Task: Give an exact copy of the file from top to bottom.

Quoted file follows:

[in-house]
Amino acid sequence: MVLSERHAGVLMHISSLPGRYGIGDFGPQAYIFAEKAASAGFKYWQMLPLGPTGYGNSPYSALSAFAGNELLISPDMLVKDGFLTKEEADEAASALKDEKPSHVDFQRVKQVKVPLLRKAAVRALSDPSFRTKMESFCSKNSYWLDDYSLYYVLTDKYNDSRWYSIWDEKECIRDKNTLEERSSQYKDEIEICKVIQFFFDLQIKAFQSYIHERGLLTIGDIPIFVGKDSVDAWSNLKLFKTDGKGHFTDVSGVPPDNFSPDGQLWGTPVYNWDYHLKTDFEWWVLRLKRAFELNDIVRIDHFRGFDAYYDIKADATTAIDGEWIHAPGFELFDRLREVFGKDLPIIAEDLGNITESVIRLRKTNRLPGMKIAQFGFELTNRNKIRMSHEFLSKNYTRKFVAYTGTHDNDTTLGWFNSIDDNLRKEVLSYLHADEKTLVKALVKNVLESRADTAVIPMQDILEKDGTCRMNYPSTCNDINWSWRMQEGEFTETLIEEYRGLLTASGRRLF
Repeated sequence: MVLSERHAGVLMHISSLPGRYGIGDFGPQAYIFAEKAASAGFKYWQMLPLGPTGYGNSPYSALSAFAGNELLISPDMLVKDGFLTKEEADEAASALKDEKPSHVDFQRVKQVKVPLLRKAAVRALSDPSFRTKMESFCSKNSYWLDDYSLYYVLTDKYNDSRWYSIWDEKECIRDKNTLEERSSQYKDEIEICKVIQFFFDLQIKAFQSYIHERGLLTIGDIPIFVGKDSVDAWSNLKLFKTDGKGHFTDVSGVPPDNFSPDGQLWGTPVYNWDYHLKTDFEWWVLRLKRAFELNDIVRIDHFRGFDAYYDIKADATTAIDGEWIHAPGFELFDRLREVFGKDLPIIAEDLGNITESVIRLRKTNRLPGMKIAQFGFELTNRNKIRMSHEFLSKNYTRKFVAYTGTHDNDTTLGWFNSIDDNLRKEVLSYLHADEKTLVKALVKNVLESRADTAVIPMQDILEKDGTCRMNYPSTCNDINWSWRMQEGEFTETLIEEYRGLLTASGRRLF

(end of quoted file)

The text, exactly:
[in-house]
Amino acid sequence: MVLSERHAGVLMHISSLPGRYGIGDFGPQAYIFAEKAASAGFKYWQMLPLGPTGYGNSPYSALSAFAGNELLISPDMLVKDGFLTKEEADEAASALKDEKPSHVDFQRVKQVKVPLLRKAAVRALSDPSFRTKMESFCSKNSYWLDDYSLYYVLTDKYNDSRWYSIWDEKECIRDKNTLEERSSQYKDEIEICKVIQFFFDLQIKAFQSYIHERGLLTIGDIPIFVGKDSVDAWSNLKLFKTDGKGHFTDVSGVPPDNFSPDGQLWGTPVYNWDYHLKTDFEWWVLRLKRAFELNDIVRIDHFRGFDAYYDIKADATTAIDGEWIHAPGFELFDRLREVFGKDLPIIAEDLGNITESVIRLRKTNRLPGMKIAQFGFELTNRNKIRMSHEFLSKNYTRKFVAYTGTHDNDTTLGWFNSIDDNLRKEVLSYLHADEKTLVKALVKNVLESRADTAVIPMQDILEKDGTCRMNYPSTCNDINWSWRMQEGEFTETLIEEYRGLLTASGRRLF
Repeated sequence: MVLSERHAGVLMHISSLPGRYGIGDFGPQAYIFAEKAASAGFKYWQMLPLGPTGYGNSPYSALSAFAGNELLISPDMLVKDGFLTKEEADEAASALKDEKPSHVDFQRVKQVKVPLLRKAAVRALSDPSFRTKMESFCSKNSYWLDDYSLYYVLTDKYNDSRWYSIWDEKECIRDKNTLEERSSQYKDEIEICKVIQFFFDLQIKAFQSYIHERGLLTIGDIPIFVGKDSVDAWSNLKLFKTDGKGHFTDVSGVPPDNFSPDGQLWGTPVYNWDYHLKTDFEWWVLRLKRAFELNDIVRIDHFRGFDAYYDIKADATTAIDGEWIHAPGFELFDRLREVFGKDLPIIAEDLGNITESVIRLRKTNRLPGMKIAQFGFELTNRNKIRMSHEFLSKNYTRKFVAYTGTHDNDTTLGWFNSIDDNLRKEVLSYLHADEKTLVKALVKNVLESRADTAVIPMQDILEKDGTCRMNYPSTCNDINWSWRMQEGEFTETLIEEYRGLLTASGRRLF